There's an old saying in the biofuels industry: "You can make anything from lignin except money." But now, a new study may pave the way to challenging that adage. The study from the Energy Department's National Renewable Energy Laboratory (NREL) demonstrates a concept that provides opportunities for the successful conversion of lignin into a variety of renewable fuels, chemicals, and materials for a sustainable energy economy.
"Lignin Valorization Through Integrated Biological Funneling and Chemical Catalysis" was recently published in the Proceedings of the National Academy of Sciences. The NREL-led research project explores an innovative method for upgrading lignin.
The process for converting glucose from biomass into fuels such as ethanol has been well established. However, plants also contain a significant amount of lignin up to 30 percent of their cell walls. Lignin is a heterogeneous aromatic polymer that plants use to strengthen cell walls, but it is typically considered a hindrance to cost-effectively obtaining carbohydrates, and residual lignin is often burned for process heat because it is difficult to depolymerize and upgrade into useful fuels or chemicals.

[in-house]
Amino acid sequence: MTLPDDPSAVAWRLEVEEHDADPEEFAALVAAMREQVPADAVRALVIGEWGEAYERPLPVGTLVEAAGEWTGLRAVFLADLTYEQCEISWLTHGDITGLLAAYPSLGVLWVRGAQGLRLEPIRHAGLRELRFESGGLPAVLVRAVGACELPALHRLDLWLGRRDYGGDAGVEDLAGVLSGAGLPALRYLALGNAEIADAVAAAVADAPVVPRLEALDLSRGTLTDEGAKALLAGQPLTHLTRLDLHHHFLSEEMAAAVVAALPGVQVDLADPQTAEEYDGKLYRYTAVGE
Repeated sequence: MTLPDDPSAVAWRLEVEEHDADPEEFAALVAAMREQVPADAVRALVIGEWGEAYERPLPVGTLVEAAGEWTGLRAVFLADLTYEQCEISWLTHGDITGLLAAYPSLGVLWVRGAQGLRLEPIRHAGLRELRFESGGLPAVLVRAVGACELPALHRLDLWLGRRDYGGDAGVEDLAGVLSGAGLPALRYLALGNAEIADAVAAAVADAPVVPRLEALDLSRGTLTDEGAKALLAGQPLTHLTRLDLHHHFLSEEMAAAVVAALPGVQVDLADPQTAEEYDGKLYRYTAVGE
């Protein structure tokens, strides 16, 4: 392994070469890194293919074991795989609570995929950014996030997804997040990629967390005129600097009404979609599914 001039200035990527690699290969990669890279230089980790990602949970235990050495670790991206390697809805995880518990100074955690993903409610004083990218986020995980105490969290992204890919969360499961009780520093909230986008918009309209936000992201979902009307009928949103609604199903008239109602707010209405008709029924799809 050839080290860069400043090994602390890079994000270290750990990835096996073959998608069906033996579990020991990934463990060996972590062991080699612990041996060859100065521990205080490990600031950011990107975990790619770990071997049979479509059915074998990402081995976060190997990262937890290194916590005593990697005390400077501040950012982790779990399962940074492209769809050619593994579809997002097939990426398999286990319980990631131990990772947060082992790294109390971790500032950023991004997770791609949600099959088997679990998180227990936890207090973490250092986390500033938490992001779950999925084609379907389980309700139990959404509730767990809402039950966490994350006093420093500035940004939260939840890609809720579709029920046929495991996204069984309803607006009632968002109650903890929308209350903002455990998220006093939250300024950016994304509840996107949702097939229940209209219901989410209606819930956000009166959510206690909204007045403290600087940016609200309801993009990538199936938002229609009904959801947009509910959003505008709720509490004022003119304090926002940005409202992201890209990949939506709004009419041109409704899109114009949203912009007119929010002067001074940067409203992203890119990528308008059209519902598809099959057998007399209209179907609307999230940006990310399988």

"Biorefineries that convert cellulosic biomass into liquid transportation fuels typically generate more lignin than necessary to power the operation," NREL Senior Engineer and a co-author of the study Gregg Beckham said. "Strategies that incorporate new approaches to transform the leftover lignin to more diverse and valuable products are desperately needed."
Although lignin depolymerization has been studied for nearly a century, the development of cost-effective upgrading processes for lignin valorization has been limited.
In nature, some microorganisms have figured out how to overcome the heterogeneity of lignin. "Rot" fungi and some bacteria are able
|Contact: David Glickson|
DOE/National Renewable Energy Laboratory